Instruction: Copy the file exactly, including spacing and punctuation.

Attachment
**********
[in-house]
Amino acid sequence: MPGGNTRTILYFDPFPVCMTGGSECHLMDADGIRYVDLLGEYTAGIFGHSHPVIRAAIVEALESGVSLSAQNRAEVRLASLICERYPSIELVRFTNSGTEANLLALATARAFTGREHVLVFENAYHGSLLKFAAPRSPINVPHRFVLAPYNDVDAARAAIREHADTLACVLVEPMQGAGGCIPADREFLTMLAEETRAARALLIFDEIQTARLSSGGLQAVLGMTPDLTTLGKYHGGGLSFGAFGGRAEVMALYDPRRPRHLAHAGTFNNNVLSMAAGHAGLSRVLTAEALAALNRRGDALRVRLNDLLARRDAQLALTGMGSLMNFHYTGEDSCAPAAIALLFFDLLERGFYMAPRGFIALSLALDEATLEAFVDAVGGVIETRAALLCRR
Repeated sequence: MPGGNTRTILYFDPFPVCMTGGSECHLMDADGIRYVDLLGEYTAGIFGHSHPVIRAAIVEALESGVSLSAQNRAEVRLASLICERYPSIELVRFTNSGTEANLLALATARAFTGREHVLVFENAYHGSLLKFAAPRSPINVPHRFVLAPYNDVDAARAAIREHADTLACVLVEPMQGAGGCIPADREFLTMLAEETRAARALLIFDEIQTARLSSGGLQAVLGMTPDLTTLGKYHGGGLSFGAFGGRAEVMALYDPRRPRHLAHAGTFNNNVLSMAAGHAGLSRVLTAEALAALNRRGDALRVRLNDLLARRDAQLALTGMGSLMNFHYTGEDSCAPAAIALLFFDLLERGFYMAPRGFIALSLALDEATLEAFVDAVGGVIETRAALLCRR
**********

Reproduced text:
[in-house]
Amino acid sequence: MPGGNTRTILYFDPFPVCMTGGSECHLMDADGIRYVDLLGEYTAGIFGHSHPVIRAAIVEALESGVSLSAQNRAEVRLASLICERYPSIELVRFTNSGTEANLLALATARAFTGREHVLVFENAYHGSLLKFAAPRSPINVPHRFVLAPYNDVDAARAAIREHADTLACVLVEPMQGAGGCIPADREFLTMLAEETRAARALLIFDEIQTARLSSGGLQAVLGMTPDLTTLGKYHGGGLSFGAFGGRAEVMALYDPRRPRHLAHAGTFNNNVLSMAAGHAGLSRVLTAEALAALNRRGDALRVRLNDLLARRDAQLALTGMGSLMNFHYTGEDSCAPAAIALLFFDLLERGFYMAPRGFIALSLALDEATLEAFVDAVGGVIETRAALLCRR
Repeated sequence: MPGGNTRTILYFDPFPVCMTGGSECHLMDADGIRYVDLLGEYTAGIFGHSHPVIRAAIVEALESGVSLSAQNRAEVRLASLICERYPSIELVRFTNSGTEANLLALATARAFTGREHVLVFENAYHGSLLKFAAPRSPINVPHRFVLAPYNDVDAARAAIREHADTLACVLVEPMQGAGGCIPADREFLTMLAEETRAARALLIFDEIQTARLSSGGLQAVLGMTPDLTTLGKYHGGGLSFGAFGGRAEVMALYDPRRPRHLAHAGTFNNNVLSMAAGHAGLSRVLTAEALAALNRRGDALRVRLNDLLARRDAQLALTGMGSLMNFHYTGEDSCAPAAIALLFFDLLERGFYMAPRGFIALSLALDEATLEAFVDAVGGVIETRAALLCRR